I add here, it is ubiquitous and immune from any accountability, unlike journalists and trusted news publications.
I have spent time in a country where journalists are threatened, suppressed and arrested – some even suggest killed. It is the same country, Rwanda, where the unchecked calls over the radio for one group of people to kill another, resulted in the murders of as many as a million people in less than 90 days.
I have four times been to the Genocide Museum in Kigali, which has provided ample time to study the images, read the stories and hear first hand the radio broadcasts calling the Tutsi’s “cockroaches” and re-inventing history while obliterating facts in a manner that inspired seemingly normal people to pick up machetes and hack their neighbors to death in the spring of 1994.
What happened Wednesday in our country began with the ability of any group of people clinging to and determined to carry out their own agendas to rub out facts and history by means of unchecked social media and those millions of sad, ignorant people in our country who mistake what they read there for reality.
Let’s face it, it’s just easier to read some meme than to obtain layers of corroborating information by reading many reliable publications with 1,000 or more word articles, or God forbid, 50,000-word books.
In fairness, most people scrambling to hold together a life don’t have time to do what those of us entrusted with passing along reliable information do. It’s our job – and even then, it’s not simple.
In a recent interview, I was asked – using the example of citizens taking and posting videos to social media – how I saw the future of “digital journalism.” My answer, which never made it into the edited version of the discussion was, “be careful what you call journalism.” While we as a country and world are exponentially better off and deeply indebted to average people with the guts to use their cell phones and accompanying video capabilities to chronicle events in a way never before imagined – Rodney King, Eric Garner and George Floyd the obvious examples – there is much more to journalism than that.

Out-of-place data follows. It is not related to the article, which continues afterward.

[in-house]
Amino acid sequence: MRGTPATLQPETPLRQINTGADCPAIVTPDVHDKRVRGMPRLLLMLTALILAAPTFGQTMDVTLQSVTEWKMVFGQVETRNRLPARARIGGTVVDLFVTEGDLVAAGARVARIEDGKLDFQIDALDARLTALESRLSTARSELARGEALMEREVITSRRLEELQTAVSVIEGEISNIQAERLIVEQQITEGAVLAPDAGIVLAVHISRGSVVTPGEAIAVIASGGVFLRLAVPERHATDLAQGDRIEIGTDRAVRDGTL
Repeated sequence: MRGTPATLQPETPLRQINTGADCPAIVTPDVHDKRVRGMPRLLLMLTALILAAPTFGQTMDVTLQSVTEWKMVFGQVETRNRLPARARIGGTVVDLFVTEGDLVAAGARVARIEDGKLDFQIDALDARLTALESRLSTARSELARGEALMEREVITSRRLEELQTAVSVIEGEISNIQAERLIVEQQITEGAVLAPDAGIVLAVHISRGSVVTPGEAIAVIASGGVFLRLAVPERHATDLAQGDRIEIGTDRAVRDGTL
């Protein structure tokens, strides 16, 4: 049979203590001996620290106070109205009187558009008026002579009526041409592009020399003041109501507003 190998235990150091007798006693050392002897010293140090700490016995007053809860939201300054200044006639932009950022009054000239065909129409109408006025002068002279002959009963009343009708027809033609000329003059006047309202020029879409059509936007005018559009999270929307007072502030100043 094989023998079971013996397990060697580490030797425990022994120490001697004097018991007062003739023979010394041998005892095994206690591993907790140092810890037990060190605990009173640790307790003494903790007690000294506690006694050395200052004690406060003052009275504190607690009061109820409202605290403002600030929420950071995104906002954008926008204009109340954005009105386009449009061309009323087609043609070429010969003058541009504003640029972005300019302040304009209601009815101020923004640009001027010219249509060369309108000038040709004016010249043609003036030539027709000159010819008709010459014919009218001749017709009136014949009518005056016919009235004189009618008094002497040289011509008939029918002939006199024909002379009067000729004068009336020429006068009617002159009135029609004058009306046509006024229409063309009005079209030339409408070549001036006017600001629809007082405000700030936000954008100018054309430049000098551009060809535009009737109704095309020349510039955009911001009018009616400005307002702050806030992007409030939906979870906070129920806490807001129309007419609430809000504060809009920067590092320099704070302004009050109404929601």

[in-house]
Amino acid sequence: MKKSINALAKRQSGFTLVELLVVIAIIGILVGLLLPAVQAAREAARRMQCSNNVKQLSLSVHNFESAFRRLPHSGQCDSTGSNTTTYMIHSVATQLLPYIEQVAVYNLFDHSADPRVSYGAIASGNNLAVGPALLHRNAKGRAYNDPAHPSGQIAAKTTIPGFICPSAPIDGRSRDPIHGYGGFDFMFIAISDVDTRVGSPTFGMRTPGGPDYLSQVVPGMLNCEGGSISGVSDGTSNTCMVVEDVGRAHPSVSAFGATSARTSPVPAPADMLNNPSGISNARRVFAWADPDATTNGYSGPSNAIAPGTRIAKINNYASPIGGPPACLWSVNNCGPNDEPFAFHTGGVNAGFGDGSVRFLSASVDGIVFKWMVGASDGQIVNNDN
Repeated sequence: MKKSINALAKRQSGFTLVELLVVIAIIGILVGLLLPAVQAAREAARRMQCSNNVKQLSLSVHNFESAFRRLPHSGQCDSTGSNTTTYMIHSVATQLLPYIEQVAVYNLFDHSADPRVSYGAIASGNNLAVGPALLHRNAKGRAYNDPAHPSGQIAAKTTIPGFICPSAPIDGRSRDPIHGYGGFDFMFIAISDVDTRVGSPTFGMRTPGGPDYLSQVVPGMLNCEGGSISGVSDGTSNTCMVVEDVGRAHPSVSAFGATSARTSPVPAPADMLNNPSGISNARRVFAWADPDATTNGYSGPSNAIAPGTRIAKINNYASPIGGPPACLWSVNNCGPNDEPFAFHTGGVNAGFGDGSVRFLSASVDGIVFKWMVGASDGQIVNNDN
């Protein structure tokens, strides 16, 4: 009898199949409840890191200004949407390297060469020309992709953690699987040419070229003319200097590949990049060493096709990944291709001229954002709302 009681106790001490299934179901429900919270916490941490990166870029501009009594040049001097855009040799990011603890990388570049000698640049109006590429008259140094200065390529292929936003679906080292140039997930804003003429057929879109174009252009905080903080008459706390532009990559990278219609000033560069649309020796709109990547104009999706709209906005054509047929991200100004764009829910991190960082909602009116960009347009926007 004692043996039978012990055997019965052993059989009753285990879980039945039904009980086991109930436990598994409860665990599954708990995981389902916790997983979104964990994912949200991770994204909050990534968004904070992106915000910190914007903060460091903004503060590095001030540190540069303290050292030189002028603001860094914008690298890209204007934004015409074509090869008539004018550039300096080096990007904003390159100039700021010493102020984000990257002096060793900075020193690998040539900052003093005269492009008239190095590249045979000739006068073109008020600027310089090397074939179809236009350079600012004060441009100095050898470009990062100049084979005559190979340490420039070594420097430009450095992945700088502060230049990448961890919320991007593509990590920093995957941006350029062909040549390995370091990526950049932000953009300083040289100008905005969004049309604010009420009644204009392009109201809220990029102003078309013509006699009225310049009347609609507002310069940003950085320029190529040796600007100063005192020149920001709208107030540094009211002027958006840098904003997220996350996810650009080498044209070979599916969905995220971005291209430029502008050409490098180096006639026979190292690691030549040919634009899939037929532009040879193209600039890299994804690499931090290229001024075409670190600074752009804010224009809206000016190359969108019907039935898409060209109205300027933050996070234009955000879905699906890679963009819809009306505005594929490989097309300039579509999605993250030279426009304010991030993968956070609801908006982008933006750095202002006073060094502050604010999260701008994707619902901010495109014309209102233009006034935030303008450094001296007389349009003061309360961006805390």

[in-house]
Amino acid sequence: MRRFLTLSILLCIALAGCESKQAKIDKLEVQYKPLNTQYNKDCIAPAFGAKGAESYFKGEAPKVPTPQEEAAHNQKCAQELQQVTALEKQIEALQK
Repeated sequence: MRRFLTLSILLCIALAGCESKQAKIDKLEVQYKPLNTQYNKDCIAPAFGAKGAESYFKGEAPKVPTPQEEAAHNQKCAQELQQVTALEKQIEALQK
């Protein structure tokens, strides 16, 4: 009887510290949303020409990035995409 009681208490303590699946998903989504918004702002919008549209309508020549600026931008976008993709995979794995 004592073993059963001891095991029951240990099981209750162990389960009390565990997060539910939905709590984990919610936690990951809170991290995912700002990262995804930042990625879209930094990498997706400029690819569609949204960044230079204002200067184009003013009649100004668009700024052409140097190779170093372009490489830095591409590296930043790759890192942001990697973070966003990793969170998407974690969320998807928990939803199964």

Those videos must be followed up with research, interviews, background, historical context and informed, responsible commentary by people who do have time and the ability to read and therefore separate fact from fiction.
When I think of social media along with any other smaller internet platforms that support specious ramblings by unqualified, unchecked profiteers, bullies or would-be pundits I see red; the color that signifies danger ahead. Half-truths and outright fabrications are the stuff of authoritarianism and violence, as we have seen live-streamed this week.
I held my breath and choked back a scream as I listened to Zoeann Murphy reporting in real-time say to her boss, and the world, “I am trying to get my credentials out of my pocket,” as she was being manhandled by the police.
Credentials of her kind cannot be bought or forged. They are earned by all the above that define journalism.
One of the antidotes to the threat of unchecked violence in the United States of America, as is common in other places in the world, is first and foremost, the rule of law.
A second antidote is the proper and intended use of the First Amendment: Congress shall make no law respecting an establishment of religion, or prohibiting the free exercise thereof; or abridging the freedom of speech, or of the press; or the right of the people peaceably to assemble, and to petition the Government for a redress of grievances.
The cries of “right to protest” and “freedom of speech,” by those who would undo our democratic ideals – screeched this week by drunken, disorganized – though dangerous – vigilantes has nothing to do with this First Amendment.
We now must assure that the rule of law and its appropriate consequences be carried out while being overseen by a responsible and trustworthy press.